When Commander Herries of the Space Line began to sell the water of Mars as a ‘potion’ for lengthening life he had no idea that he was going to create the world’s greatest thirst and produce havoc among the two social grades of Earth – the Inelligentsia and the Normals. But produce it he did. Among the confusion thus produced one man thinks clearly for his own ends – Vance Unthra, the leading scientist of the world – and he sees in the crisis which has hit Earth a way to be rid of all those who do not measure up to what he thinks as an intellectual standard. By his orders two synthetic worlds are created – Alpha and Omega – and to these are ruthlessly evacuated all the victims of the Martian water, there to rebuild there shattered fortunes and never cross the ‘Dark Boundaries’ which exist between those worlds and Earth. Despite his careful planning, however, Unthra makes one mistake. In destroying the power of the Martian water over the evacuated thousands he miscalculates the strength of cosmic radiation on Omega with the result that the leader – the Controllix – of this world, Sylvia Grantham, becomes a far greater power in the grand scheme of things than her former lover, Dexter Carfax. Through the machinations of the wily Unthra open hostility breaks out between Dexter Carfax and the girl, and eventually their worlds are destroyed through the influence of a deadly chain reaction ‘disease’ from the Great Red Spot of Jupoter. Both of them, however, through the various experiences they undergo, hold to one objective – to be avenged on Vance Unthra for his viciousness.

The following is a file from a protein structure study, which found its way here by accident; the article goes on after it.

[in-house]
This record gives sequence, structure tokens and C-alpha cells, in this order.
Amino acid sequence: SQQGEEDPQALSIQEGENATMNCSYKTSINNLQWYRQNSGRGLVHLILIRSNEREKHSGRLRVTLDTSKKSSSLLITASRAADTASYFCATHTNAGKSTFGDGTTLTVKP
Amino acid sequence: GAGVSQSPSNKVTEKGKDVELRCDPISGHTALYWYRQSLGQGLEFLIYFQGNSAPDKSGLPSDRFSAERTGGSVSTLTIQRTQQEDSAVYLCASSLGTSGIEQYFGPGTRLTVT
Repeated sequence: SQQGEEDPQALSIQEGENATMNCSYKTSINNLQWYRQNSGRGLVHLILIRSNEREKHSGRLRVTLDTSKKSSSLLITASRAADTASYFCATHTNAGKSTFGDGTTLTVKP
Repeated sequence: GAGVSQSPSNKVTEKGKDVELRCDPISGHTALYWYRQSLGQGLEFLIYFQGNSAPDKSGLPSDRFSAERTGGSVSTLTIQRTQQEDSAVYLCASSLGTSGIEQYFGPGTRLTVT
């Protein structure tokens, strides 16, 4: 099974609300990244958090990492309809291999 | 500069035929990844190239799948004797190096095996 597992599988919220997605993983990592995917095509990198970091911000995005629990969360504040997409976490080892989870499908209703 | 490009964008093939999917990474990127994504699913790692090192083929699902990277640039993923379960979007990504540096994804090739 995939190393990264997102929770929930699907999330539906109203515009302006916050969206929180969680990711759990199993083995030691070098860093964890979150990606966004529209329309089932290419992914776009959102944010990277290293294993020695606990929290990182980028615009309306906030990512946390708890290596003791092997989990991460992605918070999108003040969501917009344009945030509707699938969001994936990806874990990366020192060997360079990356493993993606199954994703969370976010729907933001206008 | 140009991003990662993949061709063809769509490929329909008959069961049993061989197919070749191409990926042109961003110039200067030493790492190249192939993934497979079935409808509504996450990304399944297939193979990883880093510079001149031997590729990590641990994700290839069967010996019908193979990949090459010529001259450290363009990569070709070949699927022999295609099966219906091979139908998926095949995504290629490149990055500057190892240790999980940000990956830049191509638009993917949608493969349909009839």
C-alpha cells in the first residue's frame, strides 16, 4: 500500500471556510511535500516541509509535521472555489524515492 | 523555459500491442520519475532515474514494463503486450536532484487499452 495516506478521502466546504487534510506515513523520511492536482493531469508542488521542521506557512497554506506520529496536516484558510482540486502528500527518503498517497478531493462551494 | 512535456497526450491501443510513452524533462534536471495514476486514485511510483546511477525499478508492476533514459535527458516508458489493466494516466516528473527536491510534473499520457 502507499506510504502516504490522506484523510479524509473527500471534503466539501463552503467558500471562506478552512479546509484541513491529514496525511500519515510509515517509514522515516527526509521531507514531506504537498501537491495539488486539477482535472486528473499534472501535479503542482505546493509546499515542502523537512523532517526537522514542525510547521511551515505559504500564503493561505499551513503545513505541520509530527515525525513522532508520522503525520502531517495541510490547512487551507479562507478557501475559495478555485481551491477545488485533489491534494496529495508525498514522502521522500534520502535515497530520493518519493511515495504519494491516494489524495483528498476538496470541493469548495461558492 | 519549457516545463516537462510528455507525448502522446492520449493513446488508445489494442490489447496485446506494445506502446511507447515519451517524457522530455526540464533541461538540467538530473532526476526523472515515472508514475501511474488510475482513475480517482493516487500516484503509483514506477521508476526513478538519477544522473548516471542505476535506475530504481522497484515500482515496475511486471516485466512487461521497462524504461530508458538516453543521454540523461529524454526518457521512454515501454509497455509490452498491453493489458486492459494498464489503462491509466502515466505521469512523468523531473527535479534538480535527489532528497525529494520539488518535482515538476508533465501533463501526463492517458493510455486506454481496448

Ed Carter, a New York reporter on his way to his home town in Omaha for a short vacation, saw the missile in the last moments in its journey back to earth. A sweller on the brink, like all of us, he had no doubt about what it was; Oh God, he thought, this is it. The blast of the impact flung him some distance, and when he regained consciousness, his first reaction was one of surprised to find himself still alive, and not, it seemed, even badly hurt. Presumably the missile had been directed at the big Air Force base nearby, and should have destroyed everything and everyone within a radius of miles. Could it have failed to explode? Carter sees the remains of part of the missile in an adjacent field and hobbles over to it. A minute or two later several Air Force officers arrive. They examine the remains, and find the burned-up body of a pilot. In other worlds, the missile was not Russia’s first shot in the Third World War, but a failure to launch a man into space. But Carter knows that the Distant Early Warning line will have reported the missile; that the senior Air Force officers, in accordance with plan, will have taken to the air – in the country’s interest, their lives must, of course, be preserved if possible; that by now the retaliatory American bombers will have passed the point of no recall; and that the Third World War has begun. Not so, Colonel Ben Goldwater tells him: “I called the bombers back.” Goldwater, the man who had been left in command, has saved the world – for at least a little longer. So he becomes a world hero? Not a bit of it. On the contrary: a nightmare looms ahead both for him and for Ed Carter, and the reader watches it all with growing fury…